Rent Freeze Approved
(Mayor Bill de Blasio)
History has repeated itself—on Monday night, the Rent Guidelines Board has yet again voted on a rent freeze—voting 7-0 against any rent increase on tenants with one-year leases and a 2 percent increase for two-year leases. Last year’s rent freeze was the first rent freeze ever.
Mayor Bill de Blasio appointed the nine members of the board–two of which represented landlords interests–in order to help keep roughly 1.6 million New Yorkers with rent stabilized apartments in their homes. Over the coming decade, he is also determined to preserve about 200,000 units of affordable housing. On Monday night, he stated that, “from putting shovels in the ground for more affordable housing than any time in 40 years, to increasing free legal services for tenants tenfold, to this rent freeze, we are turning the tide to keep this a city for everyone.”
According to research done by the board’s staff, tenants in stabilized homes seem to be doing economically well as employment and wages rise—and with last year’s rent freeze, there are fewer evictions. Still, tenants in stabilized homes paid 36.4 percent of their income for rent and utilities—this means their homes are too costly, according to the federal affordable-housing standard, which is 30 percent of household income.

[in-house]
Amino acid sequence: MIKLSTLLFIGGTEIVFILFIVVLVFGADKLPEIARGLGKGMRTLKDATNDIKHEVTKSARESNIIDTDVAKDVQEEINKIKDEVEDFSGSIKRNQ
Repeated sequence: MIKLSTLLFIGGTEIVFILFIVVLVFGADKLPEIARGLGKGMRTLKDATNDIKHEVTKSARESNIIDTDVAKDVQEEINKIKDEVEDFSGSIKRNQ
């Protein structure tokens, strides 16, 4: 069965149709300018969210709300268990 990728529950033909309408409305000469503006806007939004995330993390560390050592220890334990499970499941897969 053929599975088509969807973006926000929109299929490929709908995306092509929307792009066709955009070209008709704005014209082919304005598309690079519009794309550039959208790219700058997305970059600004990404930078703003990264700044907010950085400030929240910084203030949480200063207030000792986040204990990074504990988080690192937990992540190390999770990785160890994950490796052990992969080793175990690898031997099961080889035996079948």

Although many tenants and housing advocates showing up at the Cooper Union meeting had hoped for a rent rollback, they still feel elated to be given a freeze for a second year in a row. Even with the two percent increase on two-year leases, it still remains as the lowest increase on two-year leases in history. The decisions made on Monday night involves nearly half of the city’s rental housing stock as it takes effect October 1st.